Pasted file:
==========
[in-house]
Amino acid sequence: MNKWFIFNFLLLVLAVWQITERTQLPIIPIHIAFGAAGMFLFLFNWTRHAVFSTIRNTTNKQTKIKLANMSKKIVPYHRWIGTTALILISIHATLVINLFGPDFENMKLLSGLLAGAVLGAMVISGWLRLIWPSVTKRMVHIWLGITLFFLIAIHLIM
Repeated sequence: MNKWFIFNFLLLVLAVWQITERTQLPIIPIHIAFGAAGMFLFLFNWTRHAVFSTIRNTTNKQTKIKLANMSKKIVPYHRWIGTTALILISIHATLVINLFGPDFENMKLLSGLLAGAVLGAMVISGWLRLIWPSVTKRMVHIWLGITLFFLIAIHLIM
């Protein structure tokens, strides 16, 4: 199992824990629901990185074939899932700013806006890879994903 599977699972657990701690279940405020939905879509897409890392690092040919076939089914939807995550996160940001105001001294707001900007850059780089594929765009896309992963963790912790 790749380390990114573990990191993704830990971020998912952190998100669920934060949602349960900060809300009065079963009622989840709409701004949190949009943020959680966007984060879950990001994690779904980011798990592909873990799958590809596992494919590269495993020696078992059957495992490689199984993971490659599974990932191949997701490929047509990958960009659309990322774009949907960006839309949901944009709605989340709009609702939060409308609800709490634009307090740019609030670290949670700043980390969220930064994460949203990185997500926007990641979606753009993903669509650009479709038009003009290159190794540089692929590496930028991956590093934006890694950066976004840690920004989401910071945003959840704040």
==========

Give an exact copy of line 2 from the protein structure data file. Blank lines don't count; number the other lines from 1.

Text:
Amino acid sequence: MNKWFIFNFLLLVLAVWQITERTQLPIIPIHIAFGAAGMFLFLFNWTRHAVFSTIRNTTNKQTKIKLANMSKKIVPYHRWIGTTALILISIHATLVINLFGPDFENMKLLSGLLAGAVLGAMVISGWLRLIWPSVTKRMVHIWLGITLFFLIAIHLIM